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Suddenly Working From Home? How to Stay on Track

I don't know if you've heard, but the United States has pretty much shut down and many of us are working from home. And according to Instagram, many of those newly remote employees are also having a hard time keeping their hands out of the cookie jar and their heads out of the fridge.

Healthy eating tips for working from home

Luckily, I’ve been working from home for years now, so I’ve got all sorts of ideas up my sleeve for how to stay on track (and out of the kitchen) during this difficult and unusual time.

1. Eat on a schedule

When you were going into the office, your day (and meals) probably had a natural rhythm. You’d wake up, have breakfast, go to work, answer some emails and put out some fires, have a snack in the break room, work some more, eat lunch in your office, work until the afternoon slump hit, have a snack, work until quittin’ time, go home, have dinner. Or something like that.

But now, all bets are off. You don’t have a routine. You can eat any time you want. Heck, if you’re like me, half the time your laptop is set up at the kitchen table with the fridge staring right at you! This is where having a schedule comes in.

I usually eat breakfast an hour or so after I wake up, have lunch a few hours later, an afternoon snack, and dinner (with dessert). You don’t have to do what I do, you should do what works for you.

Having a schedule, even a loose one, is helpful. If you’ve decided you’ll have three meals and two snacks, once you’ve eaten that afternoon snack you know it’s not time to eat again until dinner. If you decided to have your morning snack at 10:00 am but you find yourself rummaging through the cupboard at 9:22, you can remind yourself of your schedule and get back to work for a while.

2. Commit to sitting down while you eat

Here’s what I’ve noticed: It’s easy to trick yourself into thinking you’re not really eating if you just grab a handful of something while you’re standing up in front of the cupboard. That’s why committing to sitting down for every bite is so important during this strange time - it keeps you aware and accountable.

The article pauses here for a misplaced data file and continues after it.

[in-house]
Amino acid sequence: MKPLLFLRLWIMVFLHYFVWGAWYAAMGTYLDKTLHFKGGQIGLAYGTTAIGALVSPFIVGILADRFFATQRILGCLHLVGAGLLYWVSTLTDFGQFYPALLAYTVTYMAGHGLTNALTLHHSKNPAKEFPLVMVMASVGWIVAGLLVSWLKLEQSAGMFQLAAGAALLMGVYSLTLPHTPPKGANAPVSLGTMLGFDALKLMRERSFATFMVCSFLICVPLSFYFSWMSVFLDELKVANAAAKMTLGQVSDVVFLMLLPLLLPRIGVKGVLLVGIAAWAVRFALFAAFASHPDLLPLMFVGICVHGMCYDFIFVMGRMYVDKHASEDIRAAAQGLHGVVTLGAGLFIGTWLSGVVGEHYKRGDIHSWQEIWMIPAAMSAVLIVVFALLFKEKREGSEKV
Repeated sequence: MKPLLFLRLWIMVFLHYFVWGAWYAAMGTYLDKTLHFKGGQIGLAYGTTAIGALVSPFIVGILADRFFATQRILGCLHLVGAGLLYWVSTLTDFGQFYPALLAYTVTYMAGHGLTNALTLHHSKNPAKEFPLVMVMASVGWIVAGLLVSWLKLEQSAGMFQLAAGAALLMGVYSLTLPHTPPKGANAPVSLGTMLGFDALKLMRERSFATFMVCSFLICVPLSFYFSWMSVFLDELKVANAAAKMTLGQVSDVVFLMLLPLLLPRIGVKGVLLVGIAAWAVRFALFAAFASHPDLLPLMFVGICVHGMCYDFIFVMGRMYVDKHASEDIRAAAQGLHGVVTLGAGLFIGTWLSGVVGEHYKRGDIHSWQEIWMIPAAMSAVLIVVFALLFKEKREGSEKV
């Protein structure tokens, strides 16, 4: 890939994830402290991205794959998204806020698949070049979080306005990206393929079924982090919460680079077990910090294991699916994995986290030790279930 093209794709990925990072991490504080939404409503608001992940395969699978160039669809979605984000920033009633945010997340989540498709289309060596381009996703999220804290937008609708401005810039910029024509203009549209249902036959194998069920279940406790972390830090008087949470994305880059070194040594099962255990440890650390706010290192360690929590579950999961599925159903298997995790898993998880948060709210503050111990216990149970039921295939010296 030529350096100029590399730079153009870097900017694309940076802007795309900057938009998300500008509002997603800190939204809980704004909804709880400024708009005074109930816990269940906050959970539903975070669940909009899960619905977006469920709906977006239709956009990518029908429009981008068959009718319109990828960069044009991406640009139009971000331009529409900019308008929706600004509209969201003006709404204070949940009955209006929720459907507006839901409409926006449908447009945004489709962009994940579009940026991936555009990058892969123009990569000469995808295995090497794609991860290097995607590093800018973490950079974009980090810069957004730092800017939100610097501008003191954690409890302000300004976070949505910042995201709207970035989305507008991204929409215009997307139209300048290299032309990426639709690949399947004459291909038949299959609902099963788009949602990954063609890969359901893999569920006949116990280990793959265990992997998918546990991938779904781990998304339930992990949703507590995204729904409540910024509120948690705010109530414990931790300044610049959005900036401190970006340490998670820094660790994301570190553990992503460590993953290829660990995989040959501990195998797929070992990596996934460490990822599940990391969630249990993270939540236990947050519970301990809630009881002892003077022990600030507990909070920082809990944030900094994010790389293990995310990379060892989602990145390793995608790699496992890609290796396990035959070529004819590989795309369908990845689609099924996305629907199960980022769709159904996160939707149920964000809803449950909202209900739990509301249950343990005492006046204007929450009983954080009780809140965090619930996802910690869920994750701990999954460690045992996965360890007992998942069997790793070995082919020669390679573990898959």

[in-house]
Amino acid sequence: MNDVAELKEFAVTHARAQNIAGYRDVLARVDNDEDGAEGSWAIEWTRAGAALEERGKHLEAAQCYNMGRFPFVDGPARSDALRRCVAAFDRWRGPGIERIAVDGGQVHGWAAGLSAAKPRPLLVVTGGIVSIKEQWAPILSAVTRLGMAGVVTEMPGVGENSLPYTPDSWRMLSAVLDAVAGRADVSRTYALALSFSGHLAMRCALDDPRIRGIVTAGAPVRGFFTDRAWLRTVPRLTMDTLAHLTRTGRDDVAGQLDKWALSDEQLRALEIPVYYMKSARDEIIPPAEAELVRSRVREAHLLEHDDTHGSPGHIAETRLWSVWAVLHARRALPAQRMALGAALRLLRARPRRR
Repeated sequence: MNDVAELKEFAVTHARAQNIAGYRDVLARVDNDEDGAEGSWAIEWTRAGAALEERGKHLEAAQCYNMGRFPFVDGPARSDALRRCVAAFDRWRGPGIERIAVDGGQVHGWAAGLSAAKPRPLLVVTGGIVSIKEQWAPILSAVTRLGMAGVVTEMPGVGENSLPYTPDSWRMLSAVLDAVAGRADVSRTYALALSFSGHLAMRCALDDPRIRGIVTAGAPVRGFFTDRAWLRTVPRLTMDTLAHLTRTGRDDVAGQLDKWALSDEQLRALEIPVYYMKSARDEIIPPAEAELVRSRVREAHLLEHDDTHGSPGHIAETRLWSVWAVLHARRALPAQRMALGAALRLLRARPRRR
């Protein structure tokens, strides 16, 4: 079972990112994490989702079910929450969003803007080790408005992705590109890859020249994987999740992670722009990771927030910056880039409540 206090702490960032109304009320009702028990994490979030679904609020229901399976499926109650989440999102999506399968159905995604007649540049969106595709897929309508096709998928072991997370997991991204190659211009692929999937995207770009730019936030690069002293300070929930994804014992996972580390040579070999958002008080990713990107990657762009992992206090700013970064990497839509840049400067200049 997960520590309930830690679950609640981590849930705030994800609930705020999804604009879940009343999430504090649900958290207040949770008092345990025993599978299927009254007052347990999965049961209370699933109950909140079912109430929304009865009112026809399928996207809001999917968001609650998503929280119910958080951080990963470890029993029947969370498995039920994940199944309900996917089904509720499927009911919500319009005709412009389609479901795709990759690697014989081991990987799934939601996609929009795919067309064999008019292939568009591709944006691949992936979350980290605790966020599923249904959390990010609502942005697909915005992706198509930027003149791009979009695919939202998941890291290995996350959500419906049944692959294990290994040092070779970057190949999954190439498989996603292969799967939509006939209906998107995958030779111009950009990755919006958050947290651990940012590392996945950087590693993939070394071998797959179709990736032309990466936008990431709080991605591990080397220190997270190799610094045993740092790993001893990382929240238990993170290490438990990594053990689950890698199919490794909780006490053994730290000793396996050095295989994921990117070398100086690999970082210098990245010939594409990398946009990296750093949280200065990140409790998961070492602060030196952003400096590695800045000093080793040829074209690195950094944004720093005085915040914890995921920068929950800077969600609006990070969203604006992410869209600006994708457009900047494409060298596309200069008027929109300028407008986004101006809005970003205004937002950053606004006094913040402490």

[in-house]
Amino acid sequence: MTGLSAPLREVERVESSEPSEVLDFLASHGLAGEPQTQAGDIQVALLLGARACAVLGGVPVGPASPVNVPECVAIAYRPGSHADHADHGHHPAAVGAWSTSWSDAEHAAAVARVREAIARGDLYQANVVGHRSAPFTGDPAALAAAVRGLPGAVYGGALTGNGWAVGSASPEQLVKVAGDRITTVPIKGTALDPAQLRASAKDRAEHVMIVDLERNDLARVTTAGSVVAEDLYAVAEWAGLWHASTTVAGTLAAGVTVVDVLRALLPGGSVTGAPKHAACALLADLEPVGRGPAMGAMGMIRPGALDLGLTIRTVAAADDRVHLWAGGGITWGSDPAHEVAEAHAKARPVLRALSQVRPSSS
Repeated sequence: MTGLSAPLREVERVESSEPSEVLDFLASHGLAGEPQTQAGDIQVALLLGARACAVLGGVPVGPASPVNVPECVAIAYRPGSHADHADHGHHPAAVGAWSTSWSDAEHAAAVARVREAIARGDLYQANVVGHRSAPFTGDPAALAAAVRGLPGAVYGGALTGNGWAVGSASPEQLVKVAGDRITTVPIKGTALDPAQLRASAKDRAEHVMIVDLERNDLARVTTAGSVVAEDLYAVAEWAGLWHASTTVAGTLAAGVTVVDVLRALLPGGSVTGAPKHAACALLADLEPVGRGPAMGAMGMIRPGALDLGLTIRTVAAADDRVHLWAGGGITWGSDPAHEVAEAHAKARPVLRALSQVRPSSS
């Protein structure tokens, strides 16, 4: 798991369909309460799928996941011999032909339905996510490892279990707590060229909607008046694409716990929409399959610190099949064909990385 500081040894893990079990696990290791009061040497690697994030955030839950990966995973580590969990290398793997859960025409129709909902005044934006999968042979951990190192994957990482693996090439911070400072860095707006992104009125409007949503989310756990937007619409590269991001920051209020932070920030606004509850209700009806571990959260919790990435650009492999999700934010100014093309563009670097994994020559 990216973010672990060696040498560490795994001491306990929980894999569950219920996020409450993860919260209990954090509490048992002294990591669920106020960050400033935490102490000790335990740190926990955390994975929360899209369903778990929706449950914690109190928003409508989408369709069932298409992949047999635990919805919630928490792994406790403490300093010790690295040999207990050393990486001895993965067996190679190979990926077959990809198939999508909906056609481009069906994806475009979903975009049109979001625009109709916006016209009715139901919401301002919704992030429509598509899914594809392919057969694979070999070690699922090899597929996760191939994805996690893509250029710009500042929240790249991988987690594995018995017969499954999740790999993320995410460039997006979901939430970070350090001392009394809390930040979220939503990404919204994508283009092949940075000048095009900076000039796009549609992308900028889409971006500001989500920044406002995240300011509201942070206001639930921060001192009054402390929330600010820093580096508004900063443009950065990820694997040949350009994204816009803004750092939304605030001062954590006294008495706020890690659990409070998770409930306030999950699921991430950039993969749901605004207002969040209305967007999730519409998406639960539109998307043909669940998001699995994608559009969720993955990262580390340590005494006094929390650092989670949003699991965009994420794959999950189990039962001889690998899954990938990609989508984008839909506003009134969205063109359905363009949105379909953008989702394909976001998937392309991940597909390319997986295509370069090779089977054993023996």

Prepare your food. Take it to a table. Eat it. Put your dishes away. The end.

3. Consider getting rid of food that speaks to you all day long

Is there a food that calls to you? Maybe it’s BBQ chips, maybe it’s peanut butter cookies, maybe it’s cheese puffs. Whatever it is, if it’s not in the house, you can’t eat it. If someone else in the house loves it (say that teenager of yours with the metabolism of, well, a teenager), have them put it somewhere only they know about. If you're not aware of it, you won't be able to hear it calling for you.

4. Check in to see what you’re really hungry for

Sometimes you want a snack because you want a distraction, not because you’re hungry. Perhaps you’re lonely working at home, or bored because you can’t have your usual chat sessions with your co-workers. Maybe you live alone in a city and feel like you can’t leave your house.

Whatever it is, if you just ate and know you can’t possibly be hungry, try giving yourself a break. Get up from your computer. Go outside if you can.  Do some stretches. Read something that’s not work (or news!) related. FaceTime with a friend. Connect to someone. Give yourself the thing you really crave.

5. Give yourself some grace

None of this is easy. None of us have ever had to do this before. It’s scary, it’s boring, it’s lonely. You might eat more than you normally do. You might be more attracted to items with more sugar or fat than normal. Do your best. Talk remotely to your healthcare providers and/or dietitian. Take care of yourself as best you can and give yourself some kindness during these difficult times.

You've heard it before, but we're all in this together. We're all struggling through this together. It's okay to make mistakes.  You've got this.

Note: This article was written on March 23, 2020. Further developments in what we know about the Coronavirus are continuously emerging.

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This article represents the opinions, thoughts, and experiences of the author; none of this content has been paid for by any advertiser. The team does not recommend or endorse any products or treatments discussed herein. Learn more about how we maintain editorial integrity here.

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